Real Estate Donations
Over $300 billion is donated annually to charities in the United States.1 But despite the fact that more than 40% of the wealth in the United States is comprised of real estate,2 less than 2% of charitable contributions are derived from real estate assets.3
Why? Many financial advisors are simply unequipped to advise their clients on transactions dealing with real estate due to the complexities of managing, appraising and selling real estate. Most advisors lack the resources and expertise to advise on real estate assets as the analysis and sale of real estate is a highly specialized trade.
Similarly, donors who have charitable intentions may be unwilling to dispose of what may constitute a significant portion of their net worth in the form of real estate without the benefit of ongoing financial security through consistent current income or capital appreciation.
For Owners of Appreciated Real Estate
An investment in real estate can provide unique investment portfolio benefits. Property owners may enjoy a steady stream of income, capital appreciation and property-related tax advantages. Yet despite these benefits, some property owners may no longer be interested in actively owning and managing property – or they may be at the stage in their lives where they are considering their estate plans or charitable legacy.
For owners of appreciated real estate who are considering selling their property, however, capital gains taxes can be prohibitive. And while a traditional 1031 exchange may be right for some property owners, a 1031 exchange does not offer any kind of charitable giving solution for those more philanthropically driven property owners. Importantly, 1031 exchanges prohibit the exchange of primary residences or personal use properties – thereby eliminating a large population of property owners.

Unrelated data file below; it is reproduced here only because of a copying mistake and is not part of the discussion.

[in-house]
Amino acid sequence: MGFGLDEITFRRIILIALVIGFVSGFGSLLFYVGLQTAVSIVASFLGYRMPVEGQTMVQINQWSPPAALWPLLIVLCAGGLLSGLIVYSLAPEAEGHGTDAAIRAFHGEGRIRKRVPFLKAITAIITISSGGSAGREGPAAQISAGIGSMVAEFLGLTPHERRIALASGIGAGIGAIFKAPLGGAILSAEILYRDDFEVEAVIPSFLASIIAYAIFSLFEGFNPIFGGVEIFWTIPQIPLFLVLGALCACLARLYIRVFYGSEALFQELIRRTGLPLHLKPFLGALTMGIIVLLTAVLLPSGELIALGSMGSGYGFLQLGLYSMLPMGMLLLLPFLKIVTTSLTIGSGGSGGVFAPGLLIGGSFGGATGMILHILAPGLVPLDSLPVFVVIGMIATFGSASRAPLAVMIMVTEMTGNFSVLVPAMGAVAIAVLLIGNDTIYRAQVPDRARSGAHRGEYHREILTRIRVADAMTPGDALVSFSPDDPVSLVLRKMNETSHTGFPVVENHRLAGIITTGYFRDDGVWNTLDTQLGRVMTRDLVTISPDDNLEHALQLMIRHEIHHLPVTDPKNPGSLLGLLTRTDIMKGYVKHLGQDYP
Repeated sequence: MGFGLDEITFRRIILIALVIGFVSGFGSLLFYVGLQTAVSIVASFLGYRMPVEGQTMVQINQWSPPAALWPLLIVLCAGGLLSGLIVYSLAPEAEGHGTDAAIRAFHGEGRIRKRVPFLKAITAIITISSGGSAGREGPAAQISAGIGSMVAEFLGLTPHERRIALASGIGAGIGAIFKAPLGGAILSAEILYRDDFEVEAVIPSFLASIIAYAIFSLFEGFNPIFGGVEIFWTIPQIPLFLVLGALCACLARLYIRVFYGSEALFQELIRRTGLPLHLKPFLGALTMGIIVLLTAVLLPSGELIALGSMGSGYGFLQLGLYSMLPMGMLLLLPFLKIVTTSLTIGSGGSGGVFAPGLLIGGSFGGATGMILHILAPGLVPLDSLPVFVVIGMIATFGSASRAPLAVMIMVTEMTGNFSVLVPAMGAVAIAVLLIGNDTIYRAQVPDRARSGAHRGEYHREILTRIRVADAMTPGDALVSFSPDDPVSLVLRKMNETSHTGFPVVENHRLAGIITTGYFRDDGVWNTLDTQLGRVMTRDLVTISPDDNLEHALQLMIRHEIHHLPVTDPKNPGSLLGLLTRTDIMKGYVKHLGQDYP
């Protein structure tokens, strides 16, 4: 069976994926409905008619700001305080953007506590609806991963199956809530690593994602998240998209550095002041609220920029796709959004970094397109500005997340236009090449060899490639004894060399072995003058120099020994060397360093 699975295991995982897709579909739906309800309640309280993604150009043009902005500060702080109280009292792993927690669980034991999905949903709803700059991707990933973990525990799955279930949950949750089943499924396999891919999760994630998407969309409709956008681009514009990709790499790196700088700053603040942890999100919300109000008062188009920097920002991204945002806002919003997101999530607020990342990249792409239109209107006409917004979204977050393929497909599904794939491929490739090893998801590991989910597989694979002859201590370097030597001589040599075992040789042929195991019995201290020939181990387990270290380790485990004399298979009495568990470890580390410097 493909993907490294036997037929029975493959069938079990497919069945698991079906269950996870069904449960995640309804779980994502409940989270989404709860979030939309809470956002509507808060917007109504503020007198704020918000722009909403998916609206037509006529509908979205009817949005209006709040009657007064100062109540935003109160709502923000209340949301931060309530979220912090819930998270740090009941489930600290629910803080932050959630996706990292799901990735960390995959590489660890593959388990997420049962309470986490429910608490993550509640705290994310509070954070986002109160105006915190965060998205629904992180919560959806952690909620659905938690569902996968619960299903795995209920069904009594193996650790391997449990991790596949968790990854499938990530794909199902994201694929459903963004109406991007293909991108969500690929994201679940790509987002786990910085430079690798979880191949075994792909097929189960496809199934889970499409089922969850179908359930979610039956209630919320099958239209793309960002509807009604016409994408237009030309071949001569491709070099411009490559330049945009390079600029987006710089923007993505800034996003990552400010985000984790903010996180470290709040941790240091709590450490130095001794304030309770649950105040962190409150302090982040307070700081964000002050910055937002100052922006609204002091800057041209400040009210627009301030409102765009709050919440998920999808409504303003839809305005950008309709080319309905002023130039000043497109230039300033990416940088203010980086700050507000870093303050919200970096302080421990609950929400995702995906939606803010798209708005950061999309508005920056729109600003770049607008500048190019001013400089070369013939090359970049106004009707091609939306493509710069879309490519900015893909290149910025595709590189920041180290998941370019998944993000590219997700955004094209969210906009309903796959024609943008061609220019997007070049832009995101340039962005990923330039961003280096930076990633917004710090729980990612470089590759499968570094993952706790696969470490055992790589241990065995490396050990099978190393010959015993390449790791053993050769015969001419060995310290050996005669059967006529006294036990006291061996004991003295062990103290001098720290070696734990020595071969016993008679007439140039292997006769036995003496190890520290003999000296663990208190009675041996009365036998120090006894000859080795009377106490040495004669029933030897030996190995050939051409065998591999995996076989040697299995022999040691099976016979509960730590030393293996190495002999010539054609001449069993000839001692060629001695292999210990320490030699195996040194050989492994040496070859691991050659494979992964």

Acceptable Forms of Real Estate Donations:
- Residential properties
- Rental houses
- Apartment buildings
- Shopping centers
- Office buildings
- Vacation homes
- Other real estate investments:
- Timber rights
- Mineral rights
- Oil and gas interests
- Real estate limited partnership interests
1 Executive Summary, Bequest Donors: Demographics and Motivations of Potential and Actual Donors, A Report Prepared for Campbell & Company, March 2007. Researched and written at the Center on Philanthropy at Indiana University, by Campbell & Company Research Fellow, Emily Krauser.
2 New York Times, 2002.
3 “Individual Noncash Contributions, 2004,” article by Janette Wilson and Michael Strudler.